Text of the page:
This directly precedes his command to his spotter to ‘find me a target’, which results in them misidentifying an American Bradley for a Russian-made Iraqi T-55.  Likewise, the words ‘fear’ and ‘scared’ appear numerous times in the script prior to the exchange between Ilario and Serling.

Nonetheless, this ending to the scene was cut, and replaced by a more symbolic exchange about finally delivering a letter to Walden’s parents.  Other references to fearfulness were stripped out, leaving the only mention being early on, when Serling asks Ilario whether Walden showed any fear when making command decisions in the midst of combat, and Ilario says she’s didn’t.  Not just this dialogue, but the entire theme of fear was effectively removed from Courage Under Fire, even though the Army and DOD refused full scale production assistance.  One of the film-makers observed in an interview with David Robb:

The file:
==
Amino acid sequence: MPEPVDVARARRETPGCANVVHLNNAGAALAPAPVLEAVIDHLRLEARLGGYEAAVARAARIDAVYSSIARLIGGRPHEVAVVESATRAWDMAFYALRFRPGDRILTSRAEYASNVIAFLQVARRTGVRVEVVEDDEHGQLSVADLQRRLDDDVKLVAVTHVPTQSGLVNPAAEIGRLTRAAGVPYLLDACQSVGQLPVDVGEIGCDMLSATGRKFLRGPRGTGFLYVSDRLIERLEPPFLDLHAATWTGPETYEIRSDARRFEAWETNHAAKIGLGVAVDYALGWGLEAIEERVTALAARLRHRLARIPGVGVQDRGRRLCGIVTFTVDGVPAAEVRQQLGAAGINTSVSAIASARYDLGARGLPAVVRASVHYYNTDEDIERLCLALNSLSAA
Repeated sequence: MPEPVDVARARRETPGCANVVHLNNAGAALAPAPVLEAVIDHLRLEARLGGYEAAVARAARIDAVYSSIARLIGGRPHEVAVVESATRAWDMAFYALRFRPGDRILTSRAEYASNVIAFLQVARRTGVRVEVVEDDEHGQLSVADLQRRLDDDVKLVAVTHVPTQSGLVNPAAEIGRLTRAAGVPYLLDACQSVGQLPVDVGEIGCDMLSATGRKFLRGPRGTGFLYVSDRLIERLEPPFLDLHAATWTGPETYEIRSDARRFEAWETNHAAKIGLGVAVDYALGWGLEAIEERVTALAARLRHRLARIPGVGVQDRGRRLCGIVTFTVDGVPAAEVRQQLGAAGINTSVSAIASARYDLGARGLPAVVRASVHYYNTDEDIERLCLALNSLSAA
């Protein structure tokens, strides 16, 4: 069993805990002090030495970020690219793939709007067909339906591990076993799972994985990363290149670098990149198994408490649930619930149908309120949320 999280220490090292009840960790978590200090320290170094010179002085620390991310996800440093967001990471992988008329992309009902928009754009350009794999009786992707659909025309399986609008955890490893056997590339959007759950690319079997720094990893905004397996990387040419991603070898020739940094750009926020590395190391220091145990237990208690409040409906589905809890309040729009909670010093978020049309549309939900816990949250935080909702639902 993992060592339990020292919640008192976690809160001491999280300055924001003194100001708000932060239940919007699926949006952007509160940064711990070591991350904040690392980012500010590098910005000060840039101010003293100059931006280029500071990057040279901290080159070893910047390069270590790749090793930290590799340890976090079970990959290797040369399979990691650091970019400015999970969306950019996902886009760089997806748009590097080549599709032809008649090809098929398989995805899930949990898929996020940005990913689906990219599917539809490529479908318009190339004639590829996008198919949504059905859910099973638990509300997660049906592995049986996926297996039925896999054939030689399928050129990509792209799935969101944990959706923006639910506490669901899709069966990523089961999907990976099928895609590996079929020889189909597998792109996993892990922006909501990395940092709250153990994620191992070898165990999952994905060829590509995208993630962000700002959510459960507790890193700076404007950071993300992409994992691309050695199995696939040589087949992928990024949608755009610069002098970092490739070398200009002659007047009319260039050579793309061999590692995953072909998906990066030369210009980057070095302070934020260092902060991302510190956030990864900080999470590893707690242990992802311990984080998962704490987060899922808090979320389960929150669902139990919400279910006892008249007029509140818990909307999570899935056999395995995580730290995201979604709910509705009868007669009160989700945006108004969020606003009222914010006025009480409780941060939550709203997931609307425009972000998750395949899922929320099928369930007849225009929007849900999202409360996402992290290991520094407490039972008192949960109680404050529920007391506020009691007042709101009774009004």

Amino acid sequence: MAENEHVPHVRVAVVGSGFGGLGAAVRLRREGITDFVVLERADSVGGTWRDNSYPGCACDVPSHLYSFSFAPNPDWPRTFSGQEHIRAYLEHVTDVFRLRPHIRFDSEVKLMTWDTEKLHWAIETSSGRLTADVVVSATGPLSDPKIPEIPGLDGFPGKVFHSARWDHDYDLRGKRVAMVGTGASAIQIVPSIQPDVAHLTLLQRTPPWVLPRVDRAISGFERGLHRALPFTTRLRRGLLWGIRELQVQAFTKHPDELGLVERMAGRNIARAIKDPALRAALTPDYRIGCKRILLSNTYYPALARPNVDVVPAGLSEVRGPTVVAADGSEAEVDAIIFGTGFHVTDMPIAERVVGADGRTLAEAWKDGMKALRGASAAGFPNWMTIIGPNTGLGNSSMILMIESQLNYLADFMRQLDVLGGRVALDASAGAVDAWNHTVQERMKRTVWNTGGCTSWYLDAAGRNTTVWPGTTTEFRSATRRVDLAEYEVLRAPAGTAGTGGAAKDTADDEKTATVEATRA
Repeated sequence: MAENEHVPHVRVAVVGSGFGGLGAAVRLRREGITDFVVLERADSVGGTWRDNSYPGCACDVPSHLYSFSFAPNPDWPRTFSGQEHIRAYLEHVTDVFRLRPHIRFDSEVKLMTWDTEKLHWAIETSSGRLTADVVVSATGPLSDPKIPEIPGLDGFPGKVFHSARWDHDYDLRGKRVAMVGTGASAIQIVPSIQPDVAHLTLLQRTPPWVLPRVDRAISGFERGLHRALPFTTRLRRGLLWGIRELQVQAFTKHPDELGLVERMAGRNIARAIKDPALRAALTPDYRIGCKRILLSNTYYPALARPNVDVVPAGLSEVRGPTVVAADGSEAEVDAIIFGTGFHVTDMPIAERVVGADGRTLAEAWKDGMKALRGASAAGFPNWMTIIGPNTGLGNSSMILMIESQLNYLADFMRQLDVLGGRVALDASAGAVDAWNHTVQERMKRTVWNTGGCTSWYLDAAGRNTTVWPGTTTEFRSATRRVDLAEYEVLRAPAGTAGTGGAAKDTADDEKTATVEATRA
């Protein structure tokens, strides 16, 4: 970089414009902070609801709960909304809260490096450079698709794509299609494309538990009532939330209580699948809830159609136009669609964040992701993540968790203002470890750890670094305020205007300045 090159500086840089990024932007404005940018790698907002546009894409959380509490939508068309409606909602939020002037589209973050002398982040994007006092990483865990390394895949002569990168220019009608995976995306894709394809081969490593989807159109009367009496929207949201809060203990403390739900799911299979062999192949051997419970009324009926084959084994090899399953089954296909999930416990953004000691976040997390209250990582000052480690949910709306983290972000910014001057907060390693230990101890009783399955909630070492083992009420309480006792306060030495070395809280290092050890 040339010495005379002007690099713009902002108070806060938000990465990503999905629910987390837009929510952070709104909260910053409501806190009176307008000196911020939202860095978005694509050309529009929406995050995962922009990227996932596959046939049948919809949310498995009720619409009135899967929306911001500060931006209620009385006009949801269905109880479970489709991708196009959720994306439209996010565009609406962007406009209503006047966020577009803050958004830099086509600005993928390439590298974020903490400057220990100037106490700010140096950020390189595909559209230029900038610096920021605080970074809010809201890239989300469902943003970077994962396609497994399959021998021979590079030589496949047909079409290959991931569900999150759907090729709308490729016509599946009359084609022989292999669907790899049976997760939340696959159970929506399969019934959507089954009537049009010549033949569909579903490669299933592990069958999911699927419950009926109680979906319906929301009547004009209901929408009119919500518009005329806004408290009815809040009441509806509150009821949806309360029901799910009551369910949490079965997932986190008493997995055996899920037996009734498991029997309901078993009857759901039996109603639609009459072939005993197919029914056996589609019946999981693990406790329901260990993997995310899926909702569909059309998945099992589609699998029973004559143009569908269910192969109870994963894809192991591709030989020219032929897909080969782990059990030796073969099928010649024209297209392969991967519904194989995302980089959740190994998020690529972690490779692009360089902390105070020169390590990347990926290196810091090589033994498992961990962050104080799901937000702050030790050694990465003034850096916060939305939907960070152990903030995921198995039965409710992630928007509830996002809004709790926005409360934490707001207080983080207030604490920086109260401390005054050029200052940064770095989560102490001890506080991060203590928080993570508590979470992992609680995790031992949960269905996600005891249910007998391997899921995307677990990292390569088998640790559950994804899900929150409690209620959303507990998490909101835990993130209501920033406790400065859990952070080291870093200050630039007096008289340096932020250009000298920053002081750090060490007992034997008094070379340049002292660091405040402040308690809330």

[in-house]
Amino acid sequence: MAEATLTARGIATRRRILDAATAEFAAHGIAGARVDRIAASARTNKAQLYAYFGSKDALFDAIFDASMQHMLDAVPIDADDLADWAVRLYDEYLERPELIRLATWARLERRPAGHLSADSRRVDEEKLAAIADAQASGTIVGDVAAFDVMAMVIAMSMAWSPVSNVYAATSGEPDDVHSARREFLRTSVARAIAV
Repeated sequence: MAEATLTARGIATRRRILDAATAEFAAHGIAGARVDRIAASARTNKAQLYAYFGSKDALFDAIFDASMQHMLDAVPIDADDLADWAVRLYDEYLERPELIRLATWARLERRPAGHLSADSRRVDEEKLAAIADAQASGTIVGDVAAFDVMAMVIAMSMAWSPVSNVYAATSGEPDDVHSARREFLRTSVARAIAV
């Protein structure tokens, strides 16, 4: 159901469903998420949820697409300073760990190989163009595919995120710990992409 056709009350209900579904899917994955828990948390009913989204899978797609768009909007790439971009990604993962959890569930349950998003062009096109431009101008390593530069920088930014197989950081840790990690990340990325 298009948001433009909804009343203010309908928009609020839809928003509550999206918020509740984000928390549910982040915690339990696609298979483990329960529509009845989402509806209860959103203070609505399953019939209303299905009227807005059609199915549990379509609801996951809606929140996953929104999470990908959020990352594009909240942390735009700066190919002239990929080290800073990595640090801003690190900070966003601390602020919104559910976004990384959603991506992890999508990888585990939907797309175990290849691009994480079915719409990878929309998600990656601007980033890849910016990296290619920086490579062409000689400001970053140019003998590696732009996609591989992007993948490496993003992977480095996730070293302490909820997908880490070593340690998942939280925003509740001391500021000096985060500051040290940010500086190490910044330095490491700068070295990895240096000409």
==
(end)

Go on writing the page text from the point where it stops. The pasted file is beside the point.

The military is not in the movie business. They’re in the protection business. They’re in the recruitment business. They’re in the business of promoting their own image. So there is no incentive for them to participate in a movie that from their perspective does not make them look good, or which in any way contributes to a controversial image in the marketplace.

As the Courage Under Fire documents prove, this can even be the case when they end up not working on a film, such is the power the US military wields over Hollywood.

Courage Under Fire documents

Department of Defense and US Army file on Courage Under Fire (1996)